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As you approach retirement, you are often overwhelmed by the vast number of decisions that need to be made. When should I retire? How much do I need when I retire? How should I roll over my 401k? What am I going to do in retirement? etc… It can be either a procrastinating or paralyzing time in your life as you contemplate the choices to be made. There are several critical “once-in-a-lifetime” decisions that are made within the 10 years leading up to retirement. These unique decisions can have life-lasting impacts, and we don’t want you to have a “regret period” in retirement. Here are six helpful considerations as you approach retirement:
1. Reassess Your Living Expenses
A step you will probably take several times between now and retirement is thinking about how your living expenses could or should change. For example, while commuting and other work-related costs may decrease, other budget items may rise. Healthcare costs, in particular, may increase as you progress through retirement.
Try to estimate what your monthly expense budget will look like in the first few years after you stop working. And then continue to reassess this budget as your vision of retirement becomes a reality. According to a recent survey, 38% of retirees said their expenses were higher than expected. Keeping a close eye on your spending in the years leading up to retirement can help you more accurately anticipate your budget during retirement.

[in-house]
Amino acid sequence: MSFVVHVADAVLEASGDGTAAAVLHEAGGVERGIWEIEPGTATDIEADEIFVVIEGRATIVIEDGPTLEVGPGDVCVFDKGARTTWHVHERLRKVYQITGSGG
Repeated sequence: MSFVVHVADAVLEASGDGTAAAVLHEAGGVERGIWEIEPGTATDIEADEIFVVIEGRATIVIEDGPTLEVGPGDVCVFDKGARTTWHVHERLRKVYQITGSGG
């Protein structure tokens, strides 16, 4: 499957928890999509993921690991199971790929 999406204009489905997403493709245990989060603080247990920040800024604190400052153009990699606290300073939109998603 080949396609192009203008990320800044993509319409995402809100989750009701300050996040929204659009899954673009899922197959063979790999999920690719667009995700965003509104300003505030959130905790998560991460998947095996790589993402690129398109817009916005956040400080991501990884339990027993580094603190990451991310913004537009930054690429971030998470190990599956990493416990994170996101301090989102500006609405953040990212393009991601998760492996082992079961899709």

2. Consider All Your Income Sources
First, figure out how much you stand to receive from Social Security. The amount you receive will depend on your earnings history and other unique factors. You can elect to receive benefits as early as age 62, however, doing so will result in a reduced benefit for life. The longer you wait, the larger it will be.
Next, review the accounts you’ve earmarked for retirement income, including any employer benefits. Start with your employer-sponsored plan, and then consider any IRAs and traditional investment accounts you may own. Try to estimate how much they could provide on a monthly basis. If you are married, be sure to include your spouse’s retirement accounts as well. If your employer provides a traditional pension plan, contact the plan administrator for an estimate of that monthly benefit amount as well.